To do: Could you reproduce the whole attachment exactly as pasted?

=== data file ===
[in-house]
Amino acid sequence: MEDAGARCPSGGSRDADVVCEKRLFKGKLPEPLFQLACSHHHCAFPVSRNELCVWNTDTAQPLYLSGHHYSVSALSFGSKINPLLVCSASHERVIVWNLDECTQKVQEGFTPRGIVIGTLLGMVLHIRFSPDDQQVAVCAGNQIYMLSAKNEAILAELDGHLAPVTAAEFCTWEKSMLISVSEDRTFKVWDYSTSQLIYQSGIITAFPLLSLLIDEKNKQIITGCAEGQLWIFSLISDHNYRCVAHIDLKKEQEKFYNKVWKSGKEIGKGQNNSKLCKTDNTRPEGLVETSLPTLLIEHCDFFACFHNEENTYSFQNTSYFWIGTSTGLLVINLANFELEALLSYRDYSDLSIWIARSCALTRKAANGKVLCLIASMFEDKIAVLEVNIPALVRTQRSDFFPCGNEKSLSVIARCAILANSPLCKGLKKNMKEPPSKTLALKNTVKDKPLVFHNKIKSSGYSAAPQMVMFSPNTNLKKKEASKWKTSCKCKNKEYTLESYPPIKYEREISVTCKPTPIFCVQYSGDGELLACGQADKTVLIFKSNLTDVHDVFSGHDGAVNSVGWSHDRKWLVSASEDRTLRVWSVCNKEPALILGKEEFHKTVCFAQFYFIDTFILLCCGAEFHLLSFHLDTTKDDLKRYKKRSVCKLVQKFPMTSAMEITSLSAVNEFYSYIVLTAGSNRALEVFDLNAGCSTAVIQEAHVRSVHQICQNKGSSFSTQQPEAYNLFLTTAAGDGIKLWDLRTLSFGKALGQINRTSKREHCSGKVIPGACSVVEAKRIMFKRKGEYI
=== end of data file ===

[in-house]
Amino acid sequence: MEDAGARCPSGGSRDADVVCEKRLFKGKLPEPLFQLACSHHHCAFPVSRNELCVWNTDTAQPLYLSGHHYSVSALSFGSKINPLLVCSASHERVIVWNLDECTQKVQEGFTPRGIVIGTLLGMVLHIRFSPDDQQVAVCAGNQIYMLSAKNEAILAELDGHLAPVTAAEFCTWEKSMLISVSEDRTFKVWDYSTSQLIYQSGIITAFPLLSLLIDEKNKQIITGCAEGQLWIFSLISDHNYRCVAHIDLKKEQEKFYNKVWKSGKEIGKGQNNSKLCKTDNTRPEGLVETSLPTLLIEHCDFFACFHNEENTYSFQNTSYFWIGTSTGLLVINLANFELEALLSYRDYSDLSIWIARSCALTRKAANGKVLCLIASMFEDKIAVLEVNIPALVRTQRSDFFPCGNEKSLSVIARCAILANSPLCKGLKKNMKEPPSKTLALKNTVKDKPLVFHNKIKSSGYSAAPQMVMFSPNTNLKKKEASKWKTSCKCKNKEYTLESYPPIKYEREISVTCKPTPIFCVQYSGDGELLACGQADKTVLIFKSNLTDVHDVFSGHDGAVNSVGWSHDRKWLVSASEDRTLRVWSVCNKEPALILGKEEFHKTVCFAQFYFIDTFILLCCGAEFHLLSFHLDTTKDDLKRYKKRSVCKLVQKFPMTSAMEITSLSAVNEFYSYIVLTAGSNRALEVFDLNAGCSTAVIQEAHVRSVHQICQNKGSSFSTQQPEAYNLFLTTAAGDGIKLWDLRTLSFGKALGQINRTSKREHCSGKVIPGACSVVEAKRIMFKRKGEYI